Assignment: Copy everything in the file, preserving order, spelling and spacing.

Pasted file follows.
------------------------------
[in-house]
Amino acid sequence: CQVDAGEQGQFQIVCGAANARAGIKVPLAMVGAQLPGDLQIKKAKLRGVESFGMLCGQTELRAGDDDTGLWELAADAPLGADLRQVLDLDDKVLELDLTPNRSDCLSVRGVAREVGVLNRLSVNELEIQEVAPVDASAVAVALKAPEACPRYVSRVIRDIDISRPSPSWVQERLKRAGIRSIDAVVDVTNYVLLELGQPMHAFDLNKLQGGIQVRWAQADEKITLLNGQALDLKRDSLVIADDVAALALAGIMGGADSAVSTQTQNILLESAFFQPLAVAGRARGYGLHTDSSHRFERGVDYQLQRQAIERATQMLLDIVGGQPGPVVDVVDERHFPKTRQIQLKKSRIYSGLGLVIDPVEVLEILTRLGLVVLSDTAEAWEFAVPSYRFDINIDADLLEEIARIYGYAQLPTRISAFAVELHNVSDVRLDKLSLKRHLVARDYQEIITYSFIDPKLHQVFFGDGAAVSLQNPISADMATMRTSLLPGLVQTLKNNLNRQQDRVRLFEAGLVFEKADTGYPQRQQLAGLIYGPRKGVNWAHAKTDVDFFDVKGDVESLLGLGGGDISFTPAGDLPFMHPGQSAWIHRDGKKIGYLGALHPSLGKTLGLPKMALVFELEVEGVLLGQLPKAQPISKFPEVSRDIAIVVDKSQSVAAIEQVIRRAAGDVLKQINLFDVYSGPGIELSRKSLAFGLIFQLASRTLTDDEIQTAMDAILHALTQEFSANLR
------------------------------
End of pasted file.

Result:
[in-house]
Amino acid sequence: CQVDAGEQGQFQIVCGAANARAGIKVPLAMVGAQLPGDLQIKKAKLRGVESFGMLCGQTELRAGDDDTGLWELAADAPLGADLRQVLDLDDKVLELDLTPNRSDCLSVRGVAREVGVLNRLSVNELEIQEVAPVDASAVAVALKAPEACPRYVSRVIRDIDISRPSPSWVQERLKRAGIRSIDAVVDVTNYVLLELGQPMHAFDLNKLQGGIQVRWAQADEKITLLNGQALDLKRDSLVIADDVAALALAGIMGGADSAVSTQTQNILLESAFFQPLAVAGRARGYGLHTDSSHRFERGVDYQLQRQAIERATQMLLDIVGGQPGPVVDVVDERHFPKTRQIQLKKSRIYSGLGLVIDPVEVLEILTRLGLVVLSDTAEAWEFAVPSYRFDINIDADLLEEIARIYGYAQLPTRISAFAVELHNVSDVRLDKLSLKRHLVARDYQEIITYSFIDPKLHQVFFGDGAAVSLQNPISADMATMRTSLLPGLVQTLKNNLNRQQDRVRLFEAGLVFEKADTGYPQRQQLAGLIYGPRKGVNWAHAKTDVDFFDVKGDVESLLGLGGGDISFTPAGDLPFMHPGQSAWIHRDGKKIGYLGALHPSLGKTLGLPKMALVFELEVEGVLLGQLPKAQPISKFPEVSRDIAIVVDKSQSVAAIEQVIRRAAGDVLKQINLFDVYSGPGIELSRKSLAFGLIFQLASRTLTDDEIQTAMDAILHALTQEFSANLR